>Photograph 01

>I spent the coldest summer of my life in Mongolia. I’m still haunted by it. In winter, I curl up in my blankets and memories of shivering in my jacket, in a sleeping bag, rise to my tongue. Of smoke filled gers weakly lit by the blue light that clings to the sky after the sun had set.

I remember Hishge.

I met Hishge in UB, but she was from the countryside. Her heart was nomadic.

We were in the water logged fields of Arkhangai, where walking across the ground was like walking across a floating bridge with matted grass being the only thing keeping you from the mud. The ground moved like a sheet as you stepped. We were visiting a family. They had us in their home, and fed us aerig, talking to me in my broken Mongolian, with the help of a girl whose name meant boy, who spoke Japanese, but no English.

Outside a stallion was being kept separate from the other horses. He was jumping and running, making noises like a watch dog tied to a chain. The horse was tied to a line. He broke it and began to run.

Without pause, Hishge dropped her bowl of aerig. She was a line of green, an unnatural emerald streak in her del. Another horse was standing around nearby and she yelled at it as she ran. It began to move forward. Like watching a messenger taking a moving start as they climbed on their bike, she mounted the moving horse. There was the grace of a gymnast being a vault routine. An aerialist climbing up their silks. I watched as she chased down the stallion and herded him back to the home of these strangers. The girl named boy cleaned up the spilled drink.

I’ll never forget the sight of Hishge running alongstride a horse and climbing on it with a familiarity I dream of having with anything. It remains the most beautiful thing I have seen a person do. She lived in the city and she was studying psychology. She was the eldest child. She was doing what she had to for her family. But watching her, I finally understood that there are things some people are meant to do.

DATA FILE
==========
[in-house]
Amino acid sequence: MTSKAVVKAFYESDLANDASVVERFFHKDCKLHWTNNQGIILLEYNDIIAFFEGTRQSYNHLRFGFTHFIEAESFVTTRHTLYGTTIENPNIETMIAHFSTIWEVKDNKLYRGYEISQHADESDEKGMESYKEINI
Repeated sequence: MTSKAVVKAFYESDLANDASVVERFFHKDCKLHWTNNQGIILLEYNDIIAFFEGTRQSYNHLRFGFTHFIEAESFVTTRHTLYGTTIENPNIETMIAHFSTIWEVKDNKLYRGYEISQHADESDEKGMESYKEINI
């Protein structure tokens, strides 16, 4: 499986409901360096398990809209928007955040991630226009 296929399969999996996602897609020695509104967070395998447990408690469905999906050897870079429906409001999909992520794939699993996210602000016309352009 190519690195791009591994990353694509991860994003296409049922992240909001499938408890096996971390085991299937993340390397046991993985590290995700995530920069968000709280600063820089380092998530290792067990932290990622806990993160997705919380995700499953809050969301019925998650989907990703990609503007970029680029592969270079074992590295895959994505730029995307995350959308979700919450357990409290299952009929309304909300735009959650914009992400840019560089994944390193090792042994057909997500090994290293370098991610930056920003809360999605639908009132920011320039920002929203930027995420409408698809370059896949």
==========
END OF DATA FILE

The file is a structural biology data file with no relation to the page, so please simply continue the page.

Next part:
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>Snapshot 03

>It’s three AM. It’s three AM and rather than sleeping I am cleaning. I am cleaning my apartment at three AM. I pick up a box, the empty husk that remains of a box from my parents. The maple syrup they sent sits in the fridge, doled out in desperate attempts at something–I’m not quite sure what. The bubbles on a shelf. The external hard drive in use to the point that it is no longer new. There’s a book in it. I didn’t open the book before. I don’t know why.

I take the book out and unwrap it slowly. I’m in no rush. Dad had made noises about a first edition something or another, but I didn’t really think about it. There’s a clear plastic slip cover over the book. The oil and lines in my hands grip it and slide with forced difficulty.

On the inside cover is a small book plate. From the Library of Herbert Boyce Satcher. I wonder who he is and why he bought this book. Why someone sold it later. I used to hate book plates, but now I see them as a point of connection. I like knowing that there was this man who read this book. Who owned this book.

Unintentionally, I smell it. Automatically, I lean my cheek against the page and inhale. My cheek fades into my mouth and my nose. It’s an intimate gesture, smelling something as you feel it. Letting, for a moment, your experience of life to focus on a single object. It smells like home.